Diary of Charles Francis Adams, volume 4

Wednesday. 7th.

Friday. 9th.

Thursday. 8th. CFA


Thursday. 8th. CFA
Thursday. 8th.

As the Judge is so sick, it is on the whole lucky that I invested the last remnant of T. B. Adams Jr’s money yesterday,1 for after his TBA’s death I imagine there will be no further opportunities.

The day was cloudy with rain so that my Wife did not go out and I read Demosthenes very slowly and imperfectly gathering the Sense from a first perusal. Then to the Office.

I had three Clients today. One, Mr. Curtis to draw a Deed which occupied me all the Morning. One a tipsy Baker who had just been sued and came to me to know what it meant. The third Mr. J. Minot, a reformed Custom House Officer,2 who came in consequence of my letter of Collection. He seemed to think he had suffered enough on my father’s account not to be troubled by the Son. I felt sorry, but how can I mend the matter?

Returned home and read Cicero making no great progress. The Letters to Atticus are excessively difficult, from their concise style and the allusions to subjects now forgotten. If I remarked the same upon the familiar Letters how much more I have occasion to do so now.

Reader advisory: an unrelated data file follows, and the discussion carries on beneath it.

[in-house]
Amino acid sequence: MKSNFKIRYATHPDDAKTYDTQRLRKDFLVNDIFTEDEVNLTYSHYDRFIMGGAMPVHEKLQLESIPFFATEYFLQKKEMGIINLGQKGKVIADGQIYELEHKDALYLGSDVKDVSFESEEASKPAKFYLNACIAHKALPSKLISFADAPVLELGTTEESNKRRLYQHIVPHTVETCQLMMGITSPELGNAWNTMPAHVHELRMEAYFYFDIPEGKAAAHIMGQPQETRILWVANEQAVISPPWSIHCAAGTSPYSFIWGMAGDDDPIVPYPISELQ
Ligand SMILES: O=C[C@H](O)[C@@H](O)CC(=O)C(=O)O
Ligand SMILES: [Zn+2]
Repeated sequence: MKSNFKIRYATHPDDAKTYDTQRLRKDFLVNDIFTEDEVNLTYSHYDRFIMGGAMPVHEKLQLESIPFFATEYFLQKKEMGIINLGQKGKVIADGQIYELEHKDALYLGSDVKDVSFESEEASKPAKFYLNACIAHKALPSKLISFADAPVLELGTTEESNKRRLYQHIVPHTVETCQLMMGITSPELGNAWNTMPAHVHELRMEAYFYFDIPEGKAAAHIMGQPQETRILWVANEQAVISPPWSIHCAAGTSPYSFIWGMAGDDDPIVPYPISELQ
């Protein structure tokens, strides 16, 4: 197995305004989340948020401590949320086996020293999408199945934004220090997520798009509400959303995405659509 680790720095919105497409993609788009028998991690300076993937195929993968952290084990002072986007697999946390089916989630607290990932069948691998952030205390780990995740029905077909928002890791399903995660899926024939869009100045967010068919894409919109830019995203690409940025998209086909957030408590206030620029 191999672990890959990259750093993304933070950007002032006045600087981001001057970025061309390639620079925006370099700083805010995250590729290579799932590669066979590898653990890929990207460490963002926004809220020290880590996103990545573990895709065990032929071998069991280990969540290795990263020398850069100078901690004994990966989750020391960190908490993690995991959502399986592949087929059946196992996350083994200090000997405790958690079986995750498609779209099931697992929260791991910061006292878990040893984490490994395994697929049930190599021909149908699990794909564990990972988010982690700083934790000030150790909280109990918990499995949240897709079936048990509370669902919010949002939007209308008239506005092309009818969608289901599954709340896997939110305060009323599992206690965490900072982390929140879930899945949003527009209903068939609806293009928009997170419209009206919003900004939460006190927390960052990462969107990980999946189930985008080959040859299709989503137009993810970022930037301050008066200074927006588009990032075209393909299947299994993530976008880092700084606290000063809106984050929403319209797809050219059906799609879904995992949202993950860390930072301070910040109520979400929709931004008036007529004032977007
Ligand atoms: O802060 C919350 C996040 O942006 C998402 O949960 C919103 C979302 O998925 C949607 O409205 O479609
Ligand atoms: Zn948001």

Evening quiet at home. I finished a rough and literal translation of Cicero de Optimo genere Oratorum.3 How hard any translation is? Read Bacon on Counsel and the Spectator.


CFA bought for Thomas B. Adams Jr. one share of State Bank stock (M/CFA/3).


John Minot had been an inspector for the Custom House in Boston and Charlestown during the Presidency of JQA ( Mass. Register, 1828), but he had apparently lost his post upon the change of administration. On the use of “reformed” in this sense, see above, entry for 29 May.


CFA used two editions of Cicero’s Opera: the large-paper edition published at Oxford in 10 vols. in 1783 and the typographically undistinguished but more useful one edited by Ernest and published at Boston in 20 vols, in 1815 (see above, vol. 3:328, 364–365; below, 132entries for 11 and 12 Jan. 1832). His practice seems to have been to translate from Ernest’s edition, then compare the text with the Oxford edition, entering errors or variants in the margin there and even his translation itself (below, entry for 13 Sept.). The “De optimo genere oratorum” is in vol. 3 of Ernest’s edition; in vol. 1 of the Oxford edition, the copy of which at MQA contains CFA’s translation in his hand (p. 540–544). See above, p. xvi–xvii.